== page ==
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Camryn Hansen
Camryn Hansen
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Allstate: Philadelphia Drivers Most Accident Prone in the Country – How Does Your City Fare?

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According to the 2009 Allstate America’s Best Drivers Report™ released earlier in July, Philadelphia ranks with the most dangerous of big cities to drive in, with drivers having a 57.1% greater chance of getting into an accident than the national average.

Having just moved out of Philadelphia, I can attest to its dangerousness, particularly for pedestrians interested in crossing neighborhood streets. The cars blow through stop signs and drivers get annoyed (if not irate) if you try to walk out into a crosswalk in front of them. Sometimes, they don’t slow down; they just drive around you.

Philly city planner Rick Shnitzler, hyper-vigilant ever since his 16-year-old daughter got her learner’s permit, gave The Philadelphia Inquirerhis personal account of 100 drivers who went through the stop sign at the intersection of 20th and Hamilton in Franklintown.

One of every seven drivers was on the phone. That’s just one of the distractions he jotted down.

There was the woman eating takeout with a fork, an act that required two hands.

A guy (he thinks) driving with a Chihuahua on his lap.

A Paratransit driver filling out some sort of log as he drove.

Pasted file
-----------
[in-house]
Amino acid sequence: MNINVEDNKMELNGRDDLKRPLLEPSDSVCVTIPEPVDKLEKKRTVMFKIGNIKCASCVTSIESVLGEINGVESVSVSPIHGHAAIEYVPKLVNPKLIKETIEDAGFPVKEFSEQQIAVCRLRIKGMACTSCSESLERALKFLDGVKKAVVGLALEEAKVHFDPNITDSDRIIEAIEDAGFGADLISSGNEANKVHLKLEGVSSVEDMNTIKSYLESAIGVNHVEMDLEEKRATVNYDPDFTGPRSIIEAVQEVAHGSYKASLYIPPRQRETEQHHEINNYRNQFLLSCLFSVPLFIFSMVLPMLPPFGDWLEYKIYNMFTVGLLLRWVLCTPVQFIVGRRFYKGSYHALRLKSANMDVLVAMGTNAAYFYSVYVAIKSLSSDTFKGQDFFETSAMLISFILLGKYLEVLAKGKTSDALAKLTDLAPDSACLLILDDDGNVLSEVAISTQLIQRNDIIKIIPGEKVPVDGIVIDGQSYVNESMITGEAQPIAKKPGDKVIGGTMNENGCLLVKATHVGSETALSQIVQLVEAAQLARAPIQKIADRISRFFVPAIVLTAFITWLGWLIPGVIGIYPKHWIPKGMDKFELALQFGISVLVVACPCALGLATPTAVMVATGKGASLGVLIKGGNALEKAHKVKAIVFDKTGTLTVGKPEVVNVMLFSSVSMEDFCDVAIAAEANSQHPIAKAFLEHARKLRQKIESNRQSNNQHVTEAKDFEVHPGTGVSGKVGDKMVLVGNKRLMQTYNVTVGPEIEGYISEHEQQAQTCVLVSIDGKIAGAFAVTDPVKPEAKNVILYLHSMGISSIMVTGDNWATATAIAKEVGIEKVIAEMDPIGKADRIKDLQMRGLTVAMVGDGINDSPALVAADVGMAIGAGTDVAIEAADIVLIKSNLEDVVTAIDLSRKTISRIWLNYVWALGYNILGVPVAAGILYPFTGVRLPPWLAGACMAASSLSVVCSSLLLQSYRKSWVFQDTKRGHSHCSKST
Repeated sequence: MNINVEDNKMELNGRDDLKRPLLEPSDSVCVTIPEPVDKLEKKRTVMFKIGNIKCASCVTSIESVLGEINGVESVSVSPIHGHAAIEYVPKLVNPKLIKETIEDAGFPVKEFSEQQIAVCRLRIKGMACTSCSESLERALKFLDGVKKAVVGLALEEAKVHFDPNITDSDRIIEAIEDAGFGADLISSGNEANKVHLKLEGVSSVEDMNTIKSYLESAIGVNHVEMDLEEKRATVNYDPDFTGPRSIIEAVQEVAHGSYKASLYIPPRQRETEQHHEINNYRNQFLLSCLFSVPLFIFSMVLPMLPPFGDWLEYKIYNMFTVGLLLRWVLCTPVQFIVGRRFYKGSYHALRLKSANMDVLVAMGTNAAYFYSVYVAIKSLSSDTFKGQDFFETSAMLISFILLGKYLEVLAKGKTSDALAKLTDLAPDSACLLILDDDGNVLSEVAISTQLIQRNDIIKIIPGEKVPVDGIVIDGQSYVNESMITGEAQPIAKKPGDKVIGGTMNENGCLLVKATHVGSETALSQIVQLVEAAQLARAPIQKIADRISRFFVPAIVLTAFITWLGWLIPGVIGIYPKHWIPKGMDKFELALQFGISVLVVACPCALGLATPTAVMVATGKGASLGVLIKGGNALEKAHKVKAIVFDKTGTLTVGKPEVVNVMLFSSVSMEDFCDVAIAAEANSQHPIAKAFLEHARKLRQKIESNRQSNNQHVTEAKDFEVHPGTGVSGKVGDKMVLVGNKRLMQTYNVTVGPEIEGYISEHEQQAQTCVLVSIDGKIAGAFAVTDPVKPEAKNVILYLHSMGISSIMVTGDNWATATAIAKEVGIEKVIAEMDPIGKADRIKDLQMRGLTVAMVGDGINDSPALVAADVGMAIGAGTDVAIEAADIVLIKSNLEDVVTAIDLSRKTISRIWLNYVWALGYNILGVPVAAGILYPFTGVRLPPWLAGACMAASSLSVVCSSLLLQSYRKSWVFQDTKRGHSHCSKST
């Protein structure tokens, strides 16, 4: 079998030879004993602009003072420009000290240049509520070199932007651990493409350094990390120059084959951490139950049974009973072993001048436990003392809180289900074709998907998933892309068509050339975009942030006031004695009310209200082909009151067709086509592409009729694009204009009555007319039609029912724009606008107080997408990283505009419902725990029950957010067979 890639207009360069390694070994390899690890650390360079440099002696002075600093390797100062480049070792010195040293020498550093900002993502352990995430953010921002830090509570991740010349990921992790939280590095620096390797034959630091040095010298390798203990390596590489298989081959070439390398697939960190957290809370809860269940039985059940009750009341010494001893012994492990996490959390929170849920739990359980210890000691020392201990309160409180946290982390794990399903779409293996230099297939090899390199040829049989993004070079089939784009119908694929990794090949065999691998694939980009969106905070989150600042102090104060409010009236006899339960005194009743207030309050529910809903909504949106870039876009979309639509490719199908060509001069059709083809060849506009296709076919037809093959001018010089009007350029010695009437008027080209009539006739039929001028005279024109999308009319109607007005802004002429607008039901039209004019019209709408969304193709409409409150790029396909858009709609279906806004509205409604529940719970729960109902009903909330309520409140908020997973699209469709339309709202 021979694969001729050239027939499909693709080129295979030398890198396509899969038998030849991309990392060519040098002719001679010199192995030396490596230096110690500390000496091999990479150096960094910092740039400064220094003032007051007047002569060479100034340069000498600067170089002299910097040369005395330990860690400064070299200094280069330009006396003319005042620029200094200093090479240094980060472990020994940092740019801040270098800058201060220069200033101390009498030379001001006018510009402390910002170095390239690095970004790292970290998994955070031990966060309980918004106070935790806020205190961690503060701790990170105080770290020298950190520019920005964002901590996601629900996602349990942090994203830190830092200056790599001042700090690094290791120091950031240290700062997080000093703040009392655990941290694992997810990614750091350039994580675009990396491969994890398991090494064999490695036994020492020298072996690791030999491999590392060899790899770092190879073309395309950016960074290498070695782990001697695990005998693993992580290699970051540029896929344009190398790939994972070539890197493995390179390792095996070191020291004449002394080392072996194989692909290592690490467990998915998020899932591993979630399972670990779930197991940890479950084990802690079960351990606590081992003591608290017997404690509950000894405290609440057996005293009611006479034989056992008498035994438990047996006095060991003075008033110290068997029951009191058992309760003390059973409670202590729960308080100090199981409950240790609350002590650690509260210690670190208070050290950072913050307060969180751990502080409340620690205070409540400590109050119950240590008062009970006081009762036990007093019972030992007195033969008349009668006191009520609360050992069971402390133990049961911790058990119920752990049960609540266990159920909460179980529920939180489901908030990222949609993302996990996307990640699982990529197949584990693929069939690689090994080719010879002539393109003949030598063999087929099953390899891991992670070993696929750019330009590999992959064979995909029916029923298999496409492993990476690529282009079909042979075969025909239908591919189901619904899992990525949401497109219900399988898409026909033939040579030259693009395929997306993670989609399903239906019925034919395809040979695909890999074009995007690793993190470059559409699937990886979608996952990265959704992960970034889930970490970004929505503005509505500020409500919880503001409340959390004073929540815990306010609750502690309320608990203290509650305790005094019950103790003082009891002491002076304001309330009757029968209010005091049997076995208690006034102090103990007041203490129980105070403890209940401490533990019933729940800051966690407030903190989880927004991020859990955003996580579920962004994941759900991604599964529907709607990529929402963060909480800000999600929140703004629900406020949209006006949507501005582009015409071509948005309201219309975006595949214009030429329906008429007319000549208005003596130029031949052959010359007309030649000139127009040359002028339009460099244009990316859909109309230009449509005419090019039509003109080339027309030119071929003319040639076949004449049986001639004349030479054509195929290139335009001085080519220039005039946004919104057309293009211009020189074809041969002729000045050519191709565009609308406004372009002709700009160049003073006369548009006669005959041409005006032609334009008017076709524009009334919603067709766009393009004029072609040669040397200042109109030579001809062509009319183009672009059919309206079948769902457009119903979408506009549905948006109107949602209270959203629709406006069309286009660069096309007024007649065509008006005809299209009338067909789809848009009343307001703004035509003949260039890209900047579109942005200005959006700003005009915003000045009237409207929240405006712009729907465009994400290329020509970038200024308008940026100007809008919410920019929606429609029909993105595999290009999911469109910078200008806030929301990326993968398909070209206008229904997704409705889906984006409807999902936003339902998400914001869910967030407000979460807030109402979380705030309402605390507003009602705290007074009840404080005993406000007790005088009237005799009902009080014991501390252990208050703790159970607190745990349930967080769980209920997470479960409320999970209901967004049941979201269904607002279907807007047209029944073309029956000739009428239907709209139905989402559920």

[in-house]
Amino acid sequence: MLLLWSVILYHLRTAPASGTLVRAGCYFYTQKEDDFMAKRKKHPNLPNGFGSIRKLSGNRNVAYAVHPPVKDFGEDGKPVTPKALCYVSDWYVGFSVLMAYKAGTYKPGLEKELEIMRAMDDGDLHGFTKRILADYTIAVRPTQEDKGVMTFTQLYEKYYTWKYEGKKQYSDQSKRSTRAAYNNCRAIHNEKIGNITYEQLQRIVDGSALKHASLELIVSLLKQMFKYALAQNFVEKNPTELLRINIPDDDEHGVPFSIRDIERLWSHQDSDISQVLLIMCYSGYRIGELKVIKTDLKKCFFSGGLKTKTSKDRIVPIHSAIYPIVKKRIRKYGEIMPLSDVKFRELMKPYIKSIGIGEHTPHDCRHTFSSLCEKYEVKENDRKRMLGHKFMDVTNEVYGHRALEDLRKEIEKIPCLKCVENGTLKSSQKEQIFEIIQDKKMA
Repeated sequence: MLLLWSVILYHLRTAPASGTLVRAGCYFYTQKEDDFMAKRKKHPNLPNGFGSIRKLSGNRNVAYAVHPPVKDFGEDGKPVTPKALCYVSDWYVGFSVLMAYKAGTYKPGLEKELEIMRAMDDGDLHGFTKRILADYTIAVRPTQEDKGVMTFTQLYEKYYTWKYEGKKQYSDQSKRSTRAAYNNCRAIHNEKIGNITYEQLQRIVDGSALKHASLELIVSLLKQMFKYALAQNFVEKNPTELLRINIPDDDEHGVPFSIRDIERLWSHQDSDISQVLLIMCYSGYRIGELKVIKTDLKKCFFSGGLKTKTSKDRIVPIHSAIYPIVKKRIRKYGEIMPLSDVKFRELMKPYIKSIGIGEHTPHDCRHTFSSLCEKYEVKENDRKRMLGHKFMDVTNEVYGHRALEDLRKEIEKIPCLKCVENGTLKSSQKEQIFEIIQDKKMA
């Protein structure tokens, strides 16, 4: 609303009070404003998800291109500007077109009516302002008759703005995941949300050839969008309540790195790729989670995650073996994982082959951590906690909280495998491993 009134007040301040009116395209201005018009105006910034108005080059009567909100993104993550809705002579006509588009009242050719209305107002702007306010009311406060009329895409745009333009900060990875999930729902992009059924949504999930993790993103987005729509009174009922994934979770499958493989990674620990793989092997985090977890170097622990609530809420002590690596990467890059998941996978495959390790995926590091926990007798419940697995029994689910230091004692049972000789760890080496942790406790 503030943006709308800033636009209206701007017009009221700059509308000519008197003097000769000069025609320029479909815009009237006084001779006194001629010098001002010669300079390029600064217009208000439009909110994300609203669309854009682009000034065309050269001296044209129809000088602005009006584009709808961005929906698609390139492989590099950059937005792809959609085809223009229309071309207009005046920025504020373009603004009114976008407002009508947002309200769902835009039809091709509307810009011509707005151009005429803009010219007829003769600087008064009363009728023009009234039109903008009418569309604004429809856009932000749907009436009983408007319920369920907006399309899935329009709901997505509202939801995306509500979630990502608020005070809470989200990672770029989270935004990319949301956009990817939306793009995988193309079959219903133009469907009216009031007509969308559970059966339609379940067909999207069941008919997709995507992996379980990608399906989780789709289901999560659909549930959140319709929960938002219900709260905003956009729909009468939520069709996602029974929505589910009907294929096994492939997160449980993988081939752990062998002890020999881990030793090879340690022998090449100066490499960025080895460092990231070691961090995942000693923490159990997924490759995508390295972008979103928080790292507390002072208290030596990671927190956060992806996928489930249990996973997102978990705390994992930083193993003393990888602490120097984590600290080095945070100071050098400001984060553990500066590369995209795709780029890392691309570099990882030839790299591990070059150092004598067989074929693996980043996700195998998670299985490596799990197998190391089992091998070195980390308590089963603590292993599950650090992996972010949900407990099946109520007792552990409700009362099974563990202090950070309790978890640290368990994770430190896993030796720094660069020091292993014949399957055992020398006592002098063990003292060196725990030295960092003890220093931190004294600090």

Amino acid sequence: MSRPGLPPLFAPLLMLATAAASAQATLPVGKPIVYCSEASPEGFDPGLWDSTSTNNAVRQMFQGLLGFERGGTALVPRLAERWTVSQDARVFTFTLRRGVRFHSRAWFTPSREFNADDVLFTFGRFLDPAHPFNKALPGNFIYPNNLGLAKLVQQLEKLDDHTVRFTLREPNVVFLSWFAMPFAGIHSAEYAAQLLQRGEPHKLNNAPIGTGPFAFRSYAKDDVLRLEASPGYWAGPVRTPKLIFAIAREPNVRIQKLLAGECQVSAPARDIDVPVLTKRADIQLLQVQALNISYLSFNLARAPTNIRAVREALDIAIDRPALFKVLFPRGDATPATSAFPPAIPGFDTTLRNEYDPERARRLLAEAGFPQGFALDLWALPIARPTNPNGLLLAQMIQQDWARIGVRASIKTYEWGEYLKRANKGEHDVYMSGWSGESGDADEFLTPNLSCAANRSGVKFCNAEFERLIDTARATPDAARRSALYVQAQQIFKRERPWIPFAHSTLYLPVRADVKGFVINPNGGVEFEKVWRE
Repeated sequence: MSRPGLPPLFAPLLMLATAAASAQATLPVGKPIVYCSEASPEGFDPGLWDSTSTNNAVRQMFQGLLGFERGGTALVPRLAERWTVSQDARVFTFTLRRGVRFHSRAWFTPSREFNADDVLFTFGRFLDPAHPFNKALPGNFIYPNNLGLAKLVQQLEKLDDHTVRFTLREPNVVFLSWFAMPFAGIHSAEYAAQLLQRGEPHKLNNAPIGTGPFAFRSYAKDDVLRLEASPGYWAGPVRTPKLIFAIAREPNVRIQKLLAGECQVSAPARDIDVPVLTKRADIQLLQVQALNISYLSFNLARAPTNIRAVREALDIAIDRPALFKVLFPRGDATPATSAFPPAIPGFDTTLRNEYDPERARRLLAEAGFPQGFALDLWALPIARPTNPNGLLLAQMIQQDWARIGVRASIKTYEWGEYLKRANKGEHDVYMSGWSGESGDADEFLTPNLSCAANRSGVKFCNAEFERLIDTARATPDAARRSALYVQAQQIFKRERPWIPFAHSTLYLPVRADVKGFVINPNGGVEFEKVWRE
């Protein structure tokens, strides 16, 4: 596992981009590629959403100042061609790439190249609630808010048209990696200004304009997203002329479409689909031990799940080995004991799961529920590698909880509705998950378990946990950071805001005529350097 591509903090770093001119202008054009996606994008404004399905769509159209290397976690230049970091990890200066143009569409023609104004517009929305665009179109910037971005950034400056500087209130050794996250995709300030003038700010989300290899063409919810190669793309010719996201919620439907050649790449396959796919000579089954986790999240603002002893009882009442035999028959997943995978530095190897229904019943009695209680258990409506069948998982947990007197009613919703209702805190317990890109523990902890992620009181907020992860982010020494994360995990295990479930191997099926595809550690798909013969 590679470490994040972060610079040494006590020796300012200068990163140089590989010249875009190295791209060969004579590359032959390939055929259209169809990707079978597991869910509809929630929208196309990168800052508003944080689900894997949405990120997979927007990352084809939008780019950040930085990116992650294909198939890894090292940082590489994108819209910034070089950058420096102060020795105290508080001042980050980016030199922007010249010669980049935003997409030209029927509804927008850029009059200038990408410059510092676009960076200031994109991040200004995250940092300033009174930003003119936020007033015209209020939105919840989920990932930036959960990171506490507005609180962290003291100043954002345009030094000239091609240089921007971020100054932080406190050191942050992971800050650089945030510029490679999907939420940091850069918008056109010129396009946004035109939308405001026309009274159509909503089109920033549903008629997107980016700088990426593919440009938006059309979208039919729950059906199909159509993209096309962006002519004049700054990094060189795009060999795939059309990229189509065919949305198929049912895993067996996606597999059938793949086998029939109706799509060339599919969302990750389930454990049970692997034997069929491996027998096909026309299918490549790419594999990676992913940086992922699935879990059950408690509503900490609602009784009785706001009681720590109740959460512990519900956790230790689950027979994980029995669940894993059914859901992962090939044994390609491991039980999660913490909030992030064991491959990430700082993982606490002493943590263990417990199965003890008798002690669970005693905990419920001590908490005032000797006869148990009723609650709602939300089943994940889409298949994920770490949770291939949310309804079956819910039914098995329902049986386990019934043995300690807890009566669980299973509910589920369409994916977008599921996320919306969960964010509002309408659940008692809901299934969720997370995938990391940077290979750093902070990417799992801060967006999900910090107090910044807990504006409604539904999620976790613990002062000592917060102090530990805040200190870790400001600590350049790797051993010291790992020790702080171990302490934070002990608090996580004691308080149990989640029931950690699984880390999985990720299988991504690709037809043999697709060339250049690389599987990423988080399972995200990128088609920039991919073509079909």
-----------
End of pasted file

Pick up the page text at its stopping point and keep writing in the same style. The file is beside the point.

Some guy reading a paperback.

And then Shnitzler’s favorite – the woman who applied her eyeliner as a very elderly couple navigated the crosswalk in front of her. She stayed there until her job was done, a full minute, as cars idled behind her. –Daniel Rubin, The Philadelphia Inquirer

It’s so true. No wonder the auto insurance in Philly (thank you, Allstate and others) is through the roof.

The city recently made it illegal to talk on the phone while driving, but the $150 fines ($300 for repeat offenses) won’t be enforced until November 2009.

How did other cities fare in Allstate’s report? Here are their top ten safest driving cities:

City & Overall Ranking

Collision Likelihood
Compared to National
Average

Average Years
Between Collisions

1. Sioux Falls, S.D.

-26.1% less likely

13.5

2. Fort Collins, Colo.

-24.6% less likely

13.3

3. Chattanooga, Tenn.

-21.4% less likely

12.7

4. Cedar Rapids, Iowa

-20.7% less likely

12.6

5. Knoxville, Tenn.

-19.0% less likely

12.3

6. Fort Wayne, Ind.

-18.4% less likely

12.2

7. Lexington-Fayette, Ky.

-17.7% less likely

12.1

8. Eugene, Ore.

-16.3% less likely

11.9

9. Boise, Idaho

-15.4% less likely

11.8

10. Colorado Springs, Colo.

-15.0% less likely

11.8

-Allstate 2009 data

Big cities, not too surprisingly, fared worse than smaller ones:

City & Overall Ranking

Collision Likelihood
Compared to National
Average

Average Years
Between Collisions

95. Phoenix, Ariz.

8.8% more likely

9.2

108. San Diego, Calif.

13.0% more likely

8.8

145. New York, N.Y.

25.5% more likely

8.0

161. Houston, Texas

32.0% more likely

7.6

168. San Antonio, Texas

36.3% more likely

7.3

170. Chicago, Ill.

37.6% more likely

7.3

173. Dallas, Texas

39.5% more likely

7.2

184. Los Angeles, Calif.

46.6% more likely

6.8

188. Philadelphia, Pa.

57.1% more likely

6.4

-Allstate 2009 data

When you drive, please don’t talk on the phone, and don’t send text messages. Wear your seat belt, and don’t eat while driving. And as cute as you might think it is, don’t let your dog sit on your lap while you drive. Instead, get a doggie seat belt for the back seat. Not only do seat belts keep your dog from barging up front, they will keep him from crashing into the windshield if you have an accident.